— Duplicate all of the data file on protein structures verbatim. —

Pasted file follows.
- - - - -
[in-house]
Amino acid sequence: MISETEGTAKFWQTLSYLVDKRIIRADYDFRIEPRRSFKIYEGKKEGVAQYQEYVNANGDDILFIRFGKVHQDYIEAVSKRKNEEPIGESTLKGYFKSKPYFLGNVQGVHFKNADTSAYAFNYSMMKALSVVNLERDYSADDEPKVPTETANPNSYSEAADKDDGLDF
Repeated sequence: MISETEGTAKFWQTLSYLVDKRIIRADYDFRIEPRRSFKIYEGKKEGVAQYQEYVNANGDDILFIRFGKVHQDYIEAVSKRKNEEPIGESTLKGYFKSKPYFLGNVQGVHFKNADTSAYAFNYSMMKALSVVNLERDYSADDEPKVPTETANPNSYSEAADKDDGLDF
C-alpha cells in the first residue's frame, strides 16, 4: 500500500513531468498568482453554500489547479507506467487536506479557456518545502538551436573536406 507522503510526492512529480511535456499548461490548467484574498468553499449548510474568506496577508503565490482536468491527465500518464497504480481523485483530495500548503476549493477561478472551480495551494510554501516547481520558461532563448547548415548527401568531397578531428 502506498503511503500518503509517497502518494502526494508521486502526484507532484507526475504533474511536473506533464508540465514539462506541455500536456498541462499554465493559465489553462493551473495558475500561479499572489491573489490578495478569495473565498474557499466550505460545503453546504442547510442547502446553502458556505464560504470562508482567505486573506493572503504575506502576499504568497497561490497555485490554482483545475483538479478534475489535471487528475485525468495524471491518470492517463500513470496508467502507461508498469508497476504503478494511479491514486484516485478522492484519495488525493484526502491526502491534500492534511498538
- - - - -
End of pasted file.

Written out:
[in-house]
Amino acid sequence: MISETEGTAKFWQTLSYLVDKRIIRADYDFRIEPRRSFKIYEGKKEGVAQYQEYVNANGDDILFIRFGKVHQDYIEAVSKRKNEEPIGESTLKGYFKSKPYFLGNVQGVHFKNADTSAYAFNYSMMKALSVVNLERDYSADDEPKVPTETANPNSYSEAADKDDGLDF
Repeated sequence: MISETEGTAKFWQTLSYLVDKRIIRADYDFRIEPRRSFKIYEGKKEGVAQYQEYVNANGDDILFIRFGKVHQDYIEAVSKRKNEEPIGESTLKGYFKSKPYFLGNVQGVHFKNADTSAYAFNYSMMKALSVVNLERDYSADDEPKVPTETANPNSYSEAADKDDGLDF
C-alpha cells in the first residue's frame, strides 16, 4: 500500500513531468498568482453554500489547479507506467487536506479557456518545502538551436573536406 507522503510526492512529480511535456499548461490548467484574498468553499449548510474568506496577508503565490482536468491527465500518464497504480481523485483530495500548503476549493477561478472551480495551494510554501516547481520558461532563448547548415548527401568531397578531428 502506498503511503500518503509517497502518494502526494508521486502526484507532484507526475504533474511536473506533464508540465514539462506541455500536456498541462499554465493559465489553462493551473495558475500561479499572489491573489490578495478569495473565498474557499466550505460545503453546504442547510442547502446553502458556505464560504470562508482567505486573506493572503504575506502576499504568497497561490497555485490554482483545475483538479478534475489535471487528475485525468495524471491518470492517463500513470496508467502507461508498469508497476504503478494511479491514486484516485478522492484519495488525493484526502491526502491534500492534511498538